What you Need to Know About: Pregnancy Nutrition

By Nora Heston Tarte

Too often women take pregnancy as a chance to throw diets out the window.

Away goes careful calculation of calories or focus on the five food groups. Instead, eating for two means double the intake and “I’m pregnant,” means I’ll eat what I want.

Not to shame the hungry and hormonal, but pregnancy is a time to focus more on what you eat, not less. Babies need vitamins and nutrients to thrive, and not just what is found in your prenatal.

“There’s this feeling that pregnancy is a free license to eat whatever you want so people tend to overdo it on unhealthy foods,” says Eugenia Hurlbut, D.O. with Gill OB/GYN Medical Group, Inc.

Dr. Hurlbut’s List of Pregnancy Nutrition Dos and Don’ts

Do eat from all five food groups

Do make healthy oils and fats a part of your diet

Don’t consume more than 200 mg of caffeine (or about one 12 oz. cup of coffee) per day

Don’t eat raw meats including fish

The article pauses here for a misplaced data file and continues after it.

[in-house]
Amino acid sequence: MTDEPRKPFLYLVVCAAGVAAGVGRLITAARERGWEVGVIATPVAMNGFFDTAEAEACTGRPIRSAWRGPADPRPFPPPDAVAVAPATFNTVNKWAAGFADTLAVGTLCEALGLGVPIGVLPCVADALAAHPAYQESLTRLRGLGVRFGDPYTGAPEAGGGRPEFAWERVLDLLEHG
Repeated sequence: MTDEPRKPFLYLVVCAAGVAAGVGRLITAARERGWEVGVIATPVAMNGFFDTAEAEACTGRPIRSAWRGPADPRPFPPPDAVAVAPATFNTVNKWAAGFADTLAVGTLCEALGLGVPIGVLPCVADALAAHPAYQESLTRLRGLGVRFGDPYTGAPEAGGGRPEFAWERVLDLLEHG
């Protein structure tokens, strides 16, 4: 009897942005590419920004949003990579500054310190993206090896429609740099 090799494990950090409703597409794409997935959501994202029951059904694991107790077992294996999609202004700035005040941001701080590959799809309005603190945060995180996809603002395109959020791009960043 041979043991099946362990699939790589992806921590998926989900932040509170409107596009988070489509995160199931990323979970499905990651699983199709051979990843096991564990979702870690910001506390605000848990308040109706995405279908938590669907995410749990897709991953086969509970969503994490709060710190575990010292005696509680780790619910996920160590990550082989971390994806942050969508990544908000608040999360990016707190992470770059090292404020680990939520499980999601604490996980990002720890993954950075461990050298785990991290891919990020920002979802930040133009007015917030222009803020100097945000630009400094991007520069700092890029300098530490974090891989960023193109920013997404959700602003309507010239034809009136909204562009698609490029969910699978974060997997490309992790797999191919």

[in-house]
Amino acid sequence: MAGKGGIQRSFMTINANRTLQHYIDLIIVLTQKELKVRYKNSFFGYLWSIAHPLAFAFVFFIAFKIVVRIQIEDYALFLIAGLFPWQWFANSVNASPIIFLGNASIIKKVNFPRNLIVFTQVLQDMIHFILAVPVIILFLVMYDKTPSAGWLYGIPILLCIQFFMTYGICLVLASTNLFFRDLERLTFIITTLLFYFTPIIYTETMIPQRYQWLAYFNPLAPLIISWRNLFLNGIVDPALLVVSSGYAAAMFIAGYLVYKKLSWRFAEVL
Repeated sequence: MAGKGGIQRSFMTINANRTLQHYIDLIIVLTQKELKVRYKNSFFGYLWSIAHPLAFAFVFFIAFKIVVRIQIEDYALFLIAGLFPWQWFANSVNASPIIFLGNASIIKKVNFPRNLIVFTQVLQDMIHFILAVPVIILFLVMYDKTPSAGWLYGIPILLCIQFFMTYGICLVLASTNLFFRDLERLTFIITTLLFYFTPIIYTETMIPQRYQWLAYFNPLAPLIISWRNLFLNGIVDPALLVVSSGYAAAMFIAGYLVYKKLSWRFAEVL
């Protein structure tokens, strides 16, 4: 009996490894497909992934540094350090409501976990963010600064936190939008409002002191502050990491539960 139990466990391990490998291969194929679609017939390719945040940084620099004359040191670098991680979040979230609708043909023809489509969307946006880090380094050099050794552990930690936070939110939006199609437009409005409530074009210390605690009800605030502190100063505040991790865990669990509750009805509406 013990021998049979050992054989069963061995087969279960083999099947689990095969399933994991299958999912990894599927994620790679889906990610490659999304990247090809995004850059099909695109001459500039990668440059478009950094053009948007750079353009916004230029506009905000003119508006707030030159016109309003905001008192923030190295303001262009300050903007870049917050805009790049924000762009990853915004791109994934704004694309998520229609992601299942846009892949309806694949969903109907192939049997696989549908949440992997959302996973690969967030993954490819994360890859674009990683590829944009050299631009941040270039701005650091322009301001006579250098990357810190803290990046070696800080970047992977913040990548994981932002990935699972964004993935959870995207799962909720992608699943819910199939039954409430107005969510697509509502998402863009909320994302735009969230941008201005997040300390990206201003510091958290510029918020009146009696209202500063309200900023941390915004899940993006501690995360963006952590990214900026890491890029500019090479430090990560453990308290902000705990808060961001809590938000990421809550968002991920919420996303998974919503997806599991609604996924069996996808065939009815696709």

Do make sure everything is thoroughly cooked

Don’t eat high-mercury content fish (Tuna fish is okay at one serving per week)

Don’t eat hot dogs, lunchmeats, cold cuts, or refrigerated meat spreads as they can put you at increased risk for listeria

Do look at supplements. Some patients need more than a standard prenatal, such as extra folic acid. Moms of multiples will take multiple supplements. And those who like gummy vitamins will likely need to add extra iron.

Do pair diet with good, safe exercise

Don’t overeat. Increase daily caloric intake by zero in the first trimester, 340 in the second, and 450 in the third. If you are over or under weight, consult your doctor.

Do consult your doctor if you are obese

ChooseMyPlate.gov
Dr. Hurlbut recommends this website for all women who are pregnant. The super tracker is easy to use and gives portion sizes appropriate for pregnant women. It also can help patients tailor diets for gestational diabetes and includes special tidbits on what to eat during every trimester, as well as how much.

Pregnancy Weight Gain
All women are different and should consult with their physician about weight gain. However, the rule of thumb says women should gain 25-35 pounds while pregnant. The rules change for women who are obese.  “If you’re in the obese category it should be about 11-20 pounds maximum,” Dr. Hurlbut says.

“Healthy food is what’s fueling you and growing your baby,” – Eugenia Hurlbut, D.O. with Gill OB/GYN Medical Group, Inc.

 Consult a Professional:
Gill OB/GYN Medical Group, Inc.
1617 N. California St., Ste. 2A, Stockton
(209) 466-8546
Gillobgyn.com

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